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Asking the Right Questions: A Guide to Improving Your Students’ Virtual Exchange Experience Through Curiosity

How is it that my students will fire a fusillade of interrogatives at me when it’s time to administer a quiz, or when they want to get me off topic, but when asked to film a short video, they claim, “I don’t know what else to say…” How are these inquisitive young minds only motivated to inquire when it suits them? Well, I call shenanigans on that! If we want kids to open up and share meaningful conversations in our virtual exchanges, they need to practice real curiosity—even if we have to train them to do it. And that’s why we need to get them asking the right questions.

1. Spark Their Curiosity with a Mystery Box

Kick off your virtual exchange with a bang by introducing the “Mystery Box” challenge. Have your class bring in items unique to their culture or locality, and then have them film the “unboxing” for their exchange partners. (Yes, just like the “unboxing” videos they probably watch on YouTube and TikTok!)

The catch? Each item must come with a riddle or clue, not an outright explanation. This activity prompts students to ask questions that dig deeper, encouraging a genuine curiosity about their peers’ lives and cultures. Maybe have them solicit their virtual exchange partners to come up with their best guesses about the item, its purpose, and its significance without doing a Google image search! This could be a good icebreaker or introduction video, but it also might be a good capstone to one of the courses with a specific topic, like reading The Giver or “Games Around the World!” 

2. Host a “Curious Cat” Q&A Session

I see people on Reddit all the time doing AMAs, or “Ask Me Anything” sessions. Your students, too, might be familiar with this sort of setup, so why not organize a live Q&A session where the kids can ask their exchange partners anything (within respectful and educational bounds, of course)?

But here’s the spin, especially for the LUV courses that start at the elementary school ages: label it the “Curious Cat” session and encourage students to be as inquisitively playful as a kitten. Whether it’s about daily routines, school life, favorite pastimes, or dreams for the future, this session should be a safe space for curiosity to run wild and ask all their ridiculous questions!

3. Create a “Question Relay” Game

This game involves students creating a chain of video questions and answers. One student records a video asking a question, which is then sent to a partner student abroad. That student answers the question and asks a new one in the same video. This relay continues, building a rich tapestry of dialogue that gets everyone involved.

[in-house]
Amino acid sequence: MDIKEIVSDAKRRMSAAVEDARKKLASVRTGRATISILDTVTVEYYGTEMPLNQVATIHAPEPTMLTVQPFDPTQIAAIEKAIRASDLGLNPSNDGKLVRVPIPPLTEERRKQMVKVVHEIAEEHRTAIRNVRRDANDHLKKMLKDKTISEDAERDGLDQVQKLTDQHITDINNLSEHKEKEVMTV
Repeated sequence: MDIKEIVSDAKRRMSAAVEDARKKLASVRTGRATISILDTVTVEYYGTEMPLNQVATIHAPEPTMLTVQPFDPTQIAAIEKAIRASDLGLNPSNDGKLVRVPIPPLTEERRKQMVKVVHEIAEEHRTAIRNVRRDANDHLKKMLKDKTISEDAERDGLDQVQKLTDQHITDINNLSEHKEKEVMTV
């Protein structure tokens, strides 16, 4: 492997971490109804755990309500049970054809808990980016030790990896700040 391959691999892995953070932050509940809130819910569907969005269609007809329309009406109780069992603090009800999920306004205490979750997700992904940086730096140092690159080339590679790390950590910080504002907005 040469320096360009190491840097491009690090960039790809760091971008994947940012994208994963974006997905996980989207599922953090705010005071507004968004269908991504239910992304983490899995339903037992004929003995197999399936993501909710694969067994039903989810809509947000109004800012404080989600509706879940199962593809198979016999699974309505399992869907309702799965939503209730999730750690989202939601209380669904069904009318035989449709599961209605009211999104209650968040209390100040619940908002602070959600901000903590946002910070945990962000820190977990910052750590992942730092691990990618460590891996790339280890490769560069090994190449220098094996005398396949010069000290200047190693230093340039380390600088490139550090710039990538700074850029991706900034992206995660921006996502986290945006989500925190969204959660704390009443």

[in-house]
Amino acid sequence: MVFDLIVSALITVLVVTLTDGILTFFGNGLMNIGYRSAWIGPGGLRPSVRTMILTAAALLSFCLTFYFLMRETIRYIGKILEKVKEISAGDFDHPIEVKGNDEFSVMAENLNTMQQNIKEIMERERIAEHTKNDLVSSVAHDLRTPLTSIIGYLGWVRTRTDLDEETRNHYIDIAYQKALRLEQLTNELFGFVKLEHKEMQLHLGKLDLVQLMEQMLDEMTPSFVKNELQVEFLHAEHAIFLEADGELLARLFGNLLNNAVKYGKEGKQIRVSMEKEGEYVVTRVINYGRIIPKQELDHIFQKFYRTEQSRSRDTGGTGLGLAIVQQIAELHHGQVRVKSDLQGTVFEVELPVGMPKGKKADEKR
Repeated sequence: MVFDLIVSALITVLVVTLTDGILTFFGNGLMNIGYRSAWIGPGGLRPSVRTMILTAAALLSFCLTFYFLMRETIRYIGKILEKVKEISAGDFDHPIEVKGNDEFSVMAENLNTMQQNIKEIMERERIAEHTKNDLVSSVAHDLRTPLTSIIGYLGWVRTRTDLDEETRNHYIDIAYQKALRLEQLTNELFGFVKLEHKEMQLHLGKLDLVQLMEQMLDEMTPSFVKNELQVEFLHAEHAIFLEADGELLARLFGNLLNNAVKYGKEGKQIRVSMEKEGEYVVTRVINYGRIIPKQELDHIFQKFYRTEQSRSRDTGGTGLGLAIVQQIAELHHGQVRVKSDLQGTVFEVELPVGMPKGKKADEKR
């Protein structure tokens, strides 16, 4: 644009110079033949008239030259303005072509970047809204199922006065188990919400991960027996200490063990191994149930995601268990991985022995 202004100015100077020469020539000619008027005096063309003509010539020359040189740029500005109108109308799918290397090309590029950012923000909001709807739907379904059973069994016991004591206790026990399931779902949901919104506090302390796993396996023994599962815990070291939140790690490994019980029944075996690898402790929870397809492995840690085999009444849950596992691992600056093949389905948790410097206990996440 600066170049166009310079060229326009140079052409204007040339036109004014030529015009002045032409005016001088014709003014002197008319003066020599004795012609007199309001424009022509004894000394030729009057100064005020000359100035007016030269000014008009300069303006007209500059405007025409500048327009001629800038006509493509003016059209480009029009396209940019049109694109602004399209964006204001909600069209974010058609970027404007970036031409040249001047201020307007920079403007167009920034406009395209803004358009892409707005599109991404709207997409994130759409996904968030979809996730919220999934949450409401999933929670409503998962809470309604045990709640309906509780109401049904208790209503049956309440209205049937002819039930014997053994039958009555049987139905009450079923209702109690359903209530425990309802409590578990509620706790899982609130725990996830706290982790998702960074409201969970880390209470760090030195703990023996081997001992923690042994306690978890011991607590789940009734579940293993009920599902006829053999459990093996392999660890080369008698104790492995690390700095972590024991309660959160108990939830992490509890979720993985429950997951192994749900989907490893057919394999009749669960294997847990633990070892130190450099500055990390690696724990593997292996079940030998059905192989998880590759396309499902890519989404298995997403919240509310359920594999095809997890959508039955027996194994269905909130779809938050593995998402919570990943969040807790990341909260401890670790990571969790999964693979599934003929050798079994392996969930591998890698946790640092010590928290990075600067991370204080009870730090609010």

It’s a fun, engaging way to ensure each student participates and practices their curiosity. You can bake this into any of your exchanges, and it’s actually good practice to have them always ask questions at the end of their videos. Plus, your students should be familiar with this structure, as so many YouTubers will wrap videos in this way; “answer in the comments below,” is a famous tag they can now use for themselves! 

4. Dive Into “Cultural Detective” Projects

Assign students the role of cultural detectives, where they investigate a specific aspect of their exchange partner’s country or culture. They’ll need to formulate insightful questions to uncover the mysteries of culinary traditions, festivals, historical landmarks, or local legends. This project not only boosts curiosity but also deepens cultural understanding and appreciation.

You can pick a topic that’s relevant to the Level Up Village course you’re doing, like sustainable energy practices of a certain country in “Human Impact on the Environment: Our Communities,” or also as it pertains to your curriculum as a whole, like Catholic traditions in Mexico in preparation for the Cultural Comparison portion of the Spanish AP exam! 

5. Implement a “Thoughtful Thursday” Reflection

Sometimes, with my seniors, I like to do “Philosophy Friday,” where they can ask me such gems as, “Will social security still exist when we get old?” or “Why do Europeans dress better than us Americans?” Maybe try something like that with your virtual exchange! Every Thursday, ask students to reflect on what they’ve learned about their exchange partners and what they’re curious to know more about. This can be a short video, a journal entry, or a discussion.

Encouraging regular reflection ensures that curiosity doesn’t wane and that students continuously seek to understand their global classmates on a deeper level. Just getting them talking about the videos and the whole experience will also give you some pretty direct and meaningful feedback about how the whole thing is going, their videography process, and what they’ve learned!

Kids having questions can be annoying when you’re trying to get them to listen, but hey—it’s natural! By integrating these playful, engaging strategies into your virtual exchange program, you’re not just teaching students to ask questions; you’re cultivating a culture of curiosity and empathy. This isn’t just about making virtual exchanges more interactive; it’s about preparing our students for a world that values not just the answers they can provide, but the questions they are brave and thoughtful enough to ask.

Let’s transform our students from passive participants into curious explorers, eager to discover the world beyond their immediate surroundings. And who knows? In the process of sparking their curiosity, we might just reignite our own. After all, the best part of teaching is learning alongside our students, each and every day. Happy questioning!